More than 22,000 pounds of chicken, ham and beef products are being recalled because of possible Listeria contamination, the U.S. Department of Agriculture said.
The products were sent to retailers and distributors in Alabama, Arkansas, Colorado, Florida, Illinois, Indiana, Iowa, Kansas, Kentucky, Louisiana, Michigan, Minnesota, Mississippi, Missouri, Nebraska, New Mexico, New York, North Carolina, North Dakota, Ohio, Oklahoma, Pennsylvania, Tennessee, Texas, Virginia, Wisconsin and Wyoming, the USDA said in a statement Tuesday.
The potential contamination was discovered by testing at the Canadian Food Inspection Agency, officials said. "A traceback investigation and follow-up testing by (the Food and Drug Administration) at the facility determined there was potential cross contamination of products with Listeria monocytogenes from product contact surfaces."
Caroline Smith DeWaal is food safety director of the Center for Science in the Public Interest, a nonprofit watchdog and consumer advocacy group.
This week, a mother called us about her child hospitalized with a Salmonella poisoning from his day care's chicken lunch. The child's condition was tenuous, with a blood infection, and treatment was especially challenging as the bacteria was antibiotic resistant.
The mom turned to the Center for Science in the Public Interest, a nonprofit consumer advocacy group, for information and help because key government's public health agencies and websites are shut down. Does this have an impact on food safety? You betcha!
The U.S. Department of Agriculture demanded that Foster Farms, the California company implicated in the Salmonella Heidelberg outbreak that has sickened over 250 people, respond by Thursday with how the company will fix the problem. The company has complied and submitted a plan to the agency.
In a letter obtained by CNN, a USDA official told the company since the beginning of the year “your establishment has had multiple regulatory non-compliances issued for insanitary conditions.”
In cooking, the process of clarification entails straining out extraneous muck from liquids so that they might be pure, clear and ideal for consumption. With this series on food terminology and issues we're attempting to do the same.
If it seems food safety issues are on the rise, that's because they are. About 48 million people contract some form of food poisoning each year, according to the Centers for Disease Control and Prevention.
Even in the midst of a government shutdown, crises like the current salmonella outbreak occur. But the question on many people's minds is whether the federal investigators in charge of food safety are still around to protect the public, or if they too have been furloughed.
According to a Department of Health and Human Services contingency plan, the Food and Drug Administration "will be unable to support the majority of its food safety, nutrition, and cosmetics activities” in the event of a government shutdown. However, that plan identifies approximately 700 FDA staff members who would remain to “inspect regulated products and manufacturers, conduct sample analysis on products and review imports offered for entry into the U.S. This number includes active investigators who will be needed to perform inspections.”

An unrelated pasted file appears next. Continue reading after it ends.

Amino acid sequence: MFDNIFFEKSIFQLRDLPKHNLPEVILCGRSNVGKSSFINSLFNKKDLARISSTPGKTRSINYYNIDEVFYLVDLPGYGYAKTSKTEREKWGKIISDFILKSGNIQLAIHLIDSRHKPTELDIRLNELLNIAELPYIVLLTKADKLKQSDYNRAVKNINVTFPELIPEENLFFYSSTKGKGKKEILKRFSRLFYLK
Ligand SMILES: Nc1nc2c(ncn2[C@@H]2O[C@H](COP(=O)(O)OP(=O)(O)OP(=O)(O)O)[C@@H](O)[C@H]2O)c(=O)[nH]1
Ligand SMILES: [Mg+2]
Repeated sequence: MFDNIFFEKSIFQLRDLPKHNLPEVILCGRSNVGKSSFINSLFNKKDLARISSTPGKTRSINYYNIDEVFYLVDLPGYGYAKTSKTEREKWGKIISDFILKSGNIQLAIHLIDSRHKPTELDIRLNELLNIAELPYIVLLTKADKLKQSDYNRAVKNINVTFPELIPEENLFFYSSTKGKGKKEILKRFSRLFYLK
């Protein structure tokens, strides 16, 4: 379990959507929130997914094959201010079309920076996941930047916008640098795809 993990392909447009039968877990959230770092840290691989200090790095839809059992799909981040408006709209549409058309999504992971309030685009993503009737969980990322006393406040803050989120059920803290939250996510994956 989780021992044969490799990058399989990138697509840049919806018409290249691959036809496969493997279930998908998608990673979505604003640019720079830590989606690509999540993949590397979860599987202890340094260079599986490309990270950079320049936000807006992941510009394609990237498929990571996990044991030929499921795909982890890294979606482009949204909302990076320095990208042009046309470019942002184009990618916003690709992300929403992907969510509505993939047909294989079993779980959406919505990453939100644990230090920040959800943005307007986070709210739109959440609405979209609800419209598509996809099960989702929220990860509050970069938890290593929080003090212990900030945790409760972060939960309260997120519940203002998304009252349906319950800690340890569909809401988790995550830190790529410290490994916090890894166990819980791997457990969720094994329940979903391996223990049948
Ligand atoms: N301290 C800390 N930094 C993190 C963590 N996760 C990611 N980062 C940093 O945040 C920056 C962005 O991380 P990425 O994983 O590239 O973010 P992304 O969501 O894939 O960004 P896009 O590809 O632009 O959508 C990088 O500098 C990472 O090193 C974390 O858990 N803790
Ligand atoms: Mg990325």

A Salmonella outbreak linked to a California poultry producer has sickened approximately 278 people in 18 states, health officials say. As of Tuesday morning, no recall had been issued.
The United States Food and Drug Administration reported Tuesday that it has received at least 89 reports of people getting sick after consuming Chobani Greek yogurt that may have been contaminated by mold.
The reports have not been confirmed and do not represent any conclusion by the FDA about whether the product actually caused the illnesses. Chobani voluntarily removed the product from store shelves after receiving consumer complaints about swollen or bloated yogurt containers.
The New Berlin, New York-based company released a statement last week on its blog saying in part:
Home cooks have been all a-cluck over recent guidance not to wash raw chicken before it's prepared and cooked. While it may seem counterintuitive, food safety resources like the United States Department of Agriculture's "Ask Karen" website advise:
The same goes for beef, pork, lamb and veal. Eggs, too, can incur an uptick in potential contamination, because according to the USDA, "the wash water can be 'sucked' into the egg through the pores in the shell."
So why did we all start bathing our birds in the first place? Probably because Julia Child, James Beard, Bettie Crocker, Fannie Farmer, Margaret Mitchell and the "Joy of Cooking" told us - and our parents and grandparents - to.
[Editor's note: The story has been updated to include developing new recall information.]
Chobani, the maker of a popular brand of Greek-style yogurt, announced that the company has voluntarily recalled some of its yogurt from store shelves in response to customer complaints about swollen or bloated packages. A statement released Thursday indicates that some instances of illness have been reported.
The New Berlin, New York-based company released a statement Wednesday on its blog saying in part:
A farm linked to the recent outbreak of cyclospora has stopped sending lettuce to the United States, according to the Food and Drug Administration.
Taylor Farms de Mexico "voluntarily suspended production and shipment of any salad mix, leafy green, or salad mix components from its operations in Mexico," the FDA website says. The company says it will not sell these products again until it receives FDA approval.